Teaching assistants and other public services support staff are putting in millions of hours of unpaid overtime, according to new research.
The union Unison said its research showed the impact of years of job cuts, which had led to "intolerable pressures" across the public sector.
A survey of almost 1,000 workers in education, the NHS, local government, police and other areas found that more than two out of five were doing unpaid overtime most weeks.
Some said they were taking on the work of colleagues who had been made redundant, and some were working beyond their pay grade.
Four out of five survey respondents said they were working harder than a year ago, but a third believed they were much less productive because of cutbacks.
Teaching assistants 'undervalued'
The union said workers felt demoralised as a result of austerity, adding that morale was at "rock bottom".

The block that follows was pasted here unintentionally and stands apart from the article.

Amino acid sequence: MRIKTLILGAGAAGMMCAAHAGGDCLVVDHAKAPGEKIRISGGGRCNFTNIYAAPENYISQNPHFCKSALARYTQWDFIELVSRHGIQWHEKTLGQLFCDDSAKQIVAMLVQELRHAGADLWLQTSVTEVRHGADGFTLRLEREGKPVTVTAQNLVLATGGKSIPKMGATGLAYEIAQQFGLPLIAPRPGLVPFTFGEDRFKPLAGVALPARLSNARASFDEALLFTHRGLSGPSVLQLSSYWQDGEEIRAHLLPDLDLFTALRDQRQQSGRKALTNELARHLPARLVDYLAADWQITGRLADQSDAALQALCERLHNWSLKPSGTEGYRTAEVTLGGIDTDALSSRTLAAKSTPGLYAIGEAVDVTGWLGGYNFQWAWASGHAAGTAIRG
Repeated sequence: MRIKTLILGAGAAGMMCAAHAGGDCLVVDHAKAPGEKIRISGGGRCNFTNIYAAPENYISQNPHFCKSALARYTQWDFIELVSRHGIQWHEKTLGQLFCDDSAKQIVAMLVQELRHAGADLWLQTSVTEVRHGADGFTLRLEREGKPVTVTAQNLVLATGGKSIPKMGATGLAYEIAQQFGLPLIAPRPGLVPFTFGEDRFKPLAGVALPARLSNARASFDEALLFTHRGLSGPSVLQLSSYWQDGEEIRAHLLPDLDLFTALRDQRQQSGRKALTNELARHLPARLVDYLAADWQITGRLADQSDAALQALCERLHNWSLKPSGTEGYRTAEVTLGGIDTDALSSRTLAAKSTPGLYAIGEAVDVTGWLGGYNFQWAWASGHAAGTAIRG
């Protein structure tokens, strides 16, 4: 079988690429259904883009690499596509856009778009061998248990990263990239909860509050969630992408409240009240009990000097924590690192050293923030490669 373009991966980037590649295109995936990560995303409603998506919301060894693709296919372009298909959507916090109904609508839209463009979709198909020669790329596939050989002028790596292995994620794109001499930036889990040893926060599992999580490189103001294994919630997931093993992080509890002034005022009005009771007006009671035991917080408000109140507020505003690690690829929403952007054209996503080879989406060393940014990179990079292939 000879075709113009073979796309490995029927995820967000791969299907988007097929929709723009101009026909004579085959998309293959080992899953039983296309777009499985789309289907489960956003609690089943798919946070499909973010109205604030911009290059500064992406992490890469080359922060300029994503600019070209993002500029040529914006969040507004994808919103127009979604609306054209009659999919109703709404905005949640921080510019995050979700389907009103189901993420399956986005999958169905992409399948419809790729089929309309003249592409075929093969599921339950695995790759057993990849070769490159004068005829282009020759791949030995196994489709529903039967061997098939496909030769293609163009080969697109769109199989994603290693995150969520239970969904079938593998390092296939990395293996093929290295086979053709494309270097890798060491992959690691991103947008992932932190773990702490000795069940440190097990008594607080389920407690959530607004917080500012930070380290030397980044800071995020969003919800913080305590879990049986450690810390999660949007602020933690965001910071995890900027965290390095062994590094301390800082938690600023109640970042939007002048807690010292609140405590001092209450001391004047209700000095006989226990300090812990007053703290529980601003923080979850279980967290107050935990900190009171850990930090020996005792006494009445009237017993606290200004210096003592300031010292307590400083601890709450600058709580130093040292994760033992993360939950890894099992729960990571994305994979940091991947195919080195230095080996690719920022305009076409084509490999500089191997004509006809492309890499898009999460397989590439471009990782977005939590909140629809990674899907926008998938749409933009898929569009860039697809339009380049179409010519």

Unison said cuts had been disproportionately targeted at support staff.
General secretary Dave Prentis said that support staff were "among the lowest paid in public services".
"All too often they're overlooked by politicians, despite the vital jobs they do," he added.
"It's no wonder they feel overworked and undervalued. Many are facing intolerable pressures because of cutbacks, which have triggered staff shortages.
"The government must commit to funding the jobs needed to guarantee safe, high-quality services.
"A failure to act will undermine standards further and weaken public confidence further still."